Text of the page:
We expect CVS to experience improved productivity within the acquired Eckerd stores for the next few years. The potential for improvement is large, in our view, with sales per square foot of $356 in the former Eckerd stores, vs. $834 in core CVS stores. To help unlock this potential, the company's strategy is to increase convenience by expanding store hours, enhance customer service by increasing employees' presence in the stores, and apply its inventory-management systems to improve inventory control.
SALES SPURT. Despite the distraction major acquisitions can produce, we expect CVS to maintain its new store growth strategy. For 2005, we're projecting organic retail square footage growth of approximately 3.5%, reflecting the net addition of 125 new stores, including the closure of about 50 stores. Additionally, the company plans to relocate approximately 100 to 125 stores.
Relocations to freestanding locations remain an important part of the company's strategy, as only 55% of stores were freestanding as of January, 2005. Historically, freestanding stores have generated improvements in customer count and net sales, as they're larger and, we think, more convenient than those located in shopping centers.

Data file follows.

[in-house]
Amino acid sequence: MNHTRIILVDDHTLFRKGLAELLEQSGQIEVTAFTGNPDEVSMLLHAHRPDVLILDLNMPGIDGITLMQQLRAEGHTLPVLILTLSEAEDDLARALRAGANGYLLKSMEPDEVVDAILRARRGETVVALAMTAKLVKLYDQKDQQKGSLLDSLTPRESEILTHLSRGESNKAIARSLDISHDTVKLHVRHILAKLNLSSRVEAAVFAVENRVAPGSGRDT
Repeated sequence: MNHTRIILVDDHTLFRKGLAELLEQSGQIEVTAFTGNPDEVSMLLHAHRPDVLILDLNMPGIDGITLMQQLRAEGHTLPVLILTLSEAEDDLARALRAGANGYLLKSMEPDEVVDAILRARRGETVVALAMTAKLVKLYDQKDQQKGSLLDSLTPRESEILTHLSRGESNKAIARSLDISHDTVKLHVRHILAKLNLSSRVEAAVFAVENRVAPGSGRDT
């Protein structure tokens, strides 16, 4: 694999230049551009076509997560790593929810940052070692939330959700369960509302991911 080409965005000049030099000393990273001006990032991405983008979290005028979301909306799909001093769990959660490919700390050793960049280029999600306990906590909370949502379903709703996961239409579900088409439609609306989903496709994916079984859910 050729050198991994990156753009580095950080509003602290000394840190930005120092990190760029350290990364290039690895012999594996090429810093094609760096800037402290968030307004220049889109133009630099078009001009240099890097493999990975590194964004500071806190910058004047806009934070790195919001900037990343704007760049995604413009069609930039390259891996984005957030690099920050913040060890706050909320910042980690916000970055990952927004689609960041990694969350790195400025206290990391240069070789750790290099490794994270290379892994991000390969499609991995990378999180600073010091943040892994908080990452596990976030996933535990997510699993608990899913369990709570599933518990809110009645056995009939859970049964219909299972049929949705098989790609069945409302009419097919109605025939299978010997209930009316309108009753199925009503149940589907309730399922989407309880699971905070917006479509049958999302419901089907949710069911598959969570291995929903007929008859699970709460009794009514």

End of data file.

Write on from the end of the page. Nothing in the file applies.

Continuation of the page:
The company looks to increase sales within core CVS locations by improving the convenience of its stores and beefing up merchandising and customer service. We project same-store sales will grow 6% to 8% in 2005, reflecting 3% to 5% front-end sales growth and 7% to 9% pharmacy sales growth. To drive front-end store growth, the company is focusing on differentiating its merchandising.
CVS has signed exclusive contracts to sell beauty-care products with companies such as Lumene, Avene, and Vichy. The company has also highlighted the exclusivity of the CVS shopping experience by being first to market with disposable digital cameras and disposable video cameras.